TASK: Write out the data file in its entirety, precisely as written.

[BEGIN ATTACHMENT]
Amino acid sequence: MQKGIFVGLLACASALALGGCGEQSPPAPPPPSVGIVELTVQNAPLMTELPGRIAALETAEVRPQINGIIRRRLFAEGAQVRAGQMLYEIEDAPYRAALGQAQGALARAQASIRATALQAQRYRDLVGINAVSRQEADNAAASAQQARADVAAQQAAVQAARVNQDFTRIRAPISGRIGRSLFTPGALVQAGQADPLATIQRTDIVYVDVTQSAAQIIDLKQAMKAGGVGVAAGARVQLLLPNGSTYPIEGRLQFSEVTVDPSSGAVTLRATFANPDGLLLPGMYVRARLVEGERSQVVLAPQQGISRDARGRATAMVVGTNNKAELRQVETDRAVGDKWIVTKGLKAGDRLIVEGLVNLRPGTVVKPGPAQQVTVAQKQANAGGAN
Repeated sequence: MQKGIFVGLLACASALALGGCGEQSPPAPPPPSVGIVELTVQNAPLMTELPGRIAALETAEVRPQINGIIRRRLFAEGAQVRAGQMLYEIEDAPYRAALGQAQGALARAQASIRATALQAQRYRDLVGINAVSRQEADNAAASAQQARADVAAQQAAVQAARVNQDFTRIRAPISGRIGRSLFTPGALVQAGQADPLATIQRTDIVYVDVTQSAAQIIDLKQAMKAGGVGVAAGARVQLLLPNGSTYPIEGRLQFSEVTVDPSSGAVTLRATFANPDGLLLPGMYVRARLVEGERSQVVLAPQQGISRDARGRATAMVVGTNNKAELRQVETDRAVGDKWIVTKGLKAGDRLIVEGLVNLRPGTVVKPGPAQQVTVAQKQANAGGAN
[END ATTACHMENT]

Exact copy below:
Amino acid sequence: MQKGIFVGLLACASALALGGCGEQSPPAPPPPSVGIVELTVQNAPLMTELPGRIAALETAEVRPQINGIIRRRLFAEGAQVRAGQMLYEIEDAPYRAALGQAQGALARAQASIRATALQAQRYRDLVGINAVSRQEADNAAASAQQARADVAAQQAAVQAARVNQDFTRIRAPISGRIGRSLFTPGALVQAGQADPLATIQRTDIVYVDVTQSAAQIIDLKQAMKAGGVGVAAGARVQLLLPNGSTYPIEGRLQFSEVTVDPSSGAVTLRATFANPDGLLLPGMYVRARLVEGERSQVVLAPQQGISRDARGRATAMVVGTNNKAELRQVETDRAVGDKWIVTKGLKAGDRLIVEGLVNLRPGTVVKPGPAQQVTVAQKQANAGGAN
Repeated sequence: MQKGIFVGLLACASALALGGCGEQSPPAPPPPSVGIVELTVQNAPLMTELPGRIAALETAEVRPQINGIIRRRLFAEGAQVRAGQMLYEIEDAPYRAALGQAQGALARAQASIRATALQAQRYRDLVGINAVSRQEADNAAASAQQARADVAAQQAAVQAARVNQDFTRIRAPISGRIGRSLFTPGALVQAGQADPLATIQRTDIVYVDVTQSAAQIIDLKQAMKAGGVGVAAGARVQLLLPNGSTYPIEGRLQFSEVTVDPSSGAVTLRATFANPDGLLLPGMYVRARLVEGERSQVVLAPQQGISRDARGRATAMVVGTNNKAELRQVETDRAVGDKWIVTKGLKAGDRLIVEGLVNLRPGTVVKPGPAQQVTVAQKQANAGGAN